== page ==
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The Crown Conspiracy
Michael J. Sullivan
AMI, 308 pages

The Crown Conspiracy
Michael J. Sullivan
Born in Detroit Michigan, Michael J. Sullivan has lived in Vermont, North Carolina and Virginia. He worked as a commercial artist and illustrator, founding his own advertising agency in 1996, which he closed in 2005 to pursue writing full-time. The Crown Conspiracy is his first published work. He currently resides in Fairfax, Virginia with his family.

Michael J. Sullivan Website
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Past Feature Reviews
A review by Tammy Moore

If you have a problem, if no one else can help, and if you can find them, maybe you can hire... The Riyria.

Most thieves steal jewels and coin; the Riyria prefer to focus on the theft of reputation and power. Last port of call for the wealthy and powerful of Medford, the small, secretive group make a profitable living off the social and political machinations of their country's elite.

Need someone to steal incriminating letters so you can blackmail a Duke? Contact the Riyria.

Need someone to steal back those same letters? Contact the Riyria.

They are thieves after all, and owe no allegiance to their clients. Something that doesn't bother the majority of the members: ex-guild thief Royce Melborn; prostitute, madam and businesswoman Gwen, impoverished noble Viscount Albert Winslow and the bitter, alcoholic but talented blacksmith Mason Grumon. Royce's partner, the mercenary Hadrian Blackwater, finds it harder to ignore the prodding of his conscience or his desire for a more noble calling. So when the dandy Callan nobleman Baron DeWitt begged for the Riyria's aid to survive a deadly duel -- Hadrian ignored all the Riyria's laws and agreed to it.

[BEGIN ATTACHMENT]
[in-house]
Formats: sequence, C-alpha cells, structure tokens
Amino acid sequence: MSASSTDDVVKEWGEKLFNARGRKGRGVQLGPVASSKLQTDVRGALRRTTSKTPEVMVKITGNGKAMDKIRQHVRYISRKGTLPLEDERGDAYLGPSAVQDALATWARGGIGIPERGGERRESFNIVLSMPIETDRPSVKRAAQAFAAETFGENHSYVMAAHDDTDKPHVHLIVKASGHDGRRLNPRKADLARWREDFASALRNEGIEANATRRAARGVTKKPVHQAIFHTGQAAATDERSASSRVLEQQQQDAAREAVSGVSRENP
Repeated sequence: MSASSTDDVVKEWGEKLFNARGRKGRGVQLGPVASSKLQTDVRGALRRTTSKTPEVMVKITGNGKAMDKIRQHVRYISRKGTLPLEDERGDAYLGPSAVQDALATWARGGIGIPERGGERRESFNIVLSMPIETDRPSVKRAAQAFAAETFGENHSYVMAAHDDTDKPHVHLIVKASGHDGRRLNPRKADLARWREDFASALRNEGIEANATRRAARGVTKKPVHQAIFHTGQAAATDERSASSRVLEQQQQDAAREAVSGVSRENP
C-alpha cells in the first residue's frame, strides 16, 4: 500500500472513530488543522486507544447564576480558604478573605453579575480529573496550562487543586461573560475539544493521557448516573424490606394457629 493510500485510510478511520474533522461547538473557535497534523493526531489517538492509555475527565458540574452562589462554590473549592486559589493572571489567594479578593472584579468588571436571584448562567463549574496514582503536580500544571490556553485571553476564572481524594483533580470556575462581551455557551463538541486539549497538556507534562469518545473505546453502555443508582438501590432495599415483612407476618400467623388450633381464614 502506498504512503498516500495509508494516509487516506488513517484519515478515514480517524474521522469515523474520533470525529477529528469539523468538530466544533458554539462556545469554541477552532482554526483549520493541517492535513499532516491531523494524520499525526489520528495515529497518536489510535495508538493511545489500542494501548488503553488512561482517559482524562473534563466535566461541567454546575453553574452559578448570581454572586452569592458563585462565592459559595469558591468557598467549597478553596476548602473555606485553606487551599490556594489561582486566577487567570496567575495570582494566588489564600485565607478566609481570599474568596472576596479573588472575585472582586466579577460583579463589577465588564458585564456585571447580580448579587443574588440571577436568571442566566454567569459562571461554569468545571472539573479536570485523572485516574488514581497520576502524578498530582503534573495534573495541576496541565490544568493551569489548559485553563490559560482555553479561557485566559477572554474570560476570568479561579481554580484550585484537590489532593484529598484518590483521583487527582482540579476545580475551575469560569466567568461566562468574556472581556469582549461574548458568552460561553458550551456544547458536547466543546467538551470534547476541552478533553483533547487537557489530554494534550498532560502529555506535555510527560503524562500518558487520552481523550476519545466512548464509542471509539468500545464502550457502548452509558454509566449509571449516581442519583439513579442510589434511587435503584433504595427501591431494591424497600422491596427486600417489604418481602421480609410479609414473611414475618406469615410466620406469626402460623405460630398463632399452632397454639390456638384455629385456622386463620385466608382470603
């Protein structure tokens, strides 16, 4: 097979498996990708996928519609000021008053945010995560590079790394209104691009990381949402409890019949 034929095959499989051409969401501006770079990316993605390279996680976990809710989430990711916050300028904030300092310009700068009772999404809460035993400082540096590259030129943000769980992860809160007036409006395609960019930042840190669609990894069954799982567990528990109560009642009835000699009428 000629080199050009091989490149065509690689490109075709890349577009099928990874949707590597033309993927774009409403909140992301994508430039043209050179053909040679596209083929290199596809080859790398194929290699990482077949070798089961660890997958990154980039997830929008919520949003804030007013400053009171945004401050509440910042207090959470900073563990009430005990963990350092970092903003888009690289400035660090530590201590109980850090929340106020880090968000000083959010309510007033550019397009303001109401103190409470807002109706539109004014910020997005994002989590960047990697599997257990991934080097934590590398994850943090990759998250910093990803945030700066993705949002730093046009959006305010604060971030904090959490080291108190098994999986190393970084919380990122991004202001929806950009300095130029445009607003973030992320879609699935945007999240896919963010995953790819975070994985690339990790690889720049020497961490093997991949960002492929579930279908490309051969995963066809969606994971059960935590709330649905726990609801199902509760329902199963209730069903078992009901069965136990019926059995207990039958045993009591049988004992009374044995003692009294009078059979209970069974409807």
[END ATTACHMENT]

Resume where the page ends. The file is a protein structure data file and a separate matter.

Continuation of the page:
Only what seemed like a simple job swiftly became far more dangerous than any of them could imagine. Accused of the foulest of murders, pursued by the Royal Army and with a rescued (or kidnapped, depending on your perspective) prince in their care, the two thieves must unravel a continent-wide, century-old conspiracy before their past sins catch up with them.

The Crown Conspiracy is a well-written and enjoyable novel. I was invested in the characters and their travails. Royce and Hadrian's friendship was particularly fun to read, utilising the banter and familiarity of buddy cop movies but placing it in a fantasy setting. For example, their ever-changing plans of what lawful profession to take up when they retire and their practiced poking of holes in the ideal. I also suspect Michael J. Sullivan of being a GM in the Forgotten Realms at some point in his history, with echoes of my own old GM's convoluted traps neatly captured in Sullivan's prose. Michael J. Sullivan is an appealing writer and I'll be interested to see where he goes with his writing in the future.

His only problem, and it's not the worst problem a writer can have, is that he bundled too many appealing ideas together in a relatively short novel. As a result some really interesting aspects -- how the Riyria worked together, Gwen's business dealings, the hugely enjoyable Pickerings and the desperate machinations of the witchy Princess Arista -- were neglected for the more archetypal quest romp through the countryside. And since I cut my fantasy teeth on Fritz Leiber's Fafhrd and the Grey Mouser -- it's hard for Sullivan's main characters to compete.

Still, Sullivan is a solid writer and, with five more novels in the series to come, he has plenty of time to explore all the elements of his world to my satisfaction.

Copyright © 2009 Tammy Moore

Tammy Moore is a speculative fiction writer based in Belfast. She writes reviews for Verbal Magazine, Crime Scene NI and Green Man Review. Her first book The Even -- written by Tammy Moore and illustrated by Stephanie Law -- is to be published by Morrigan Books September 2008.

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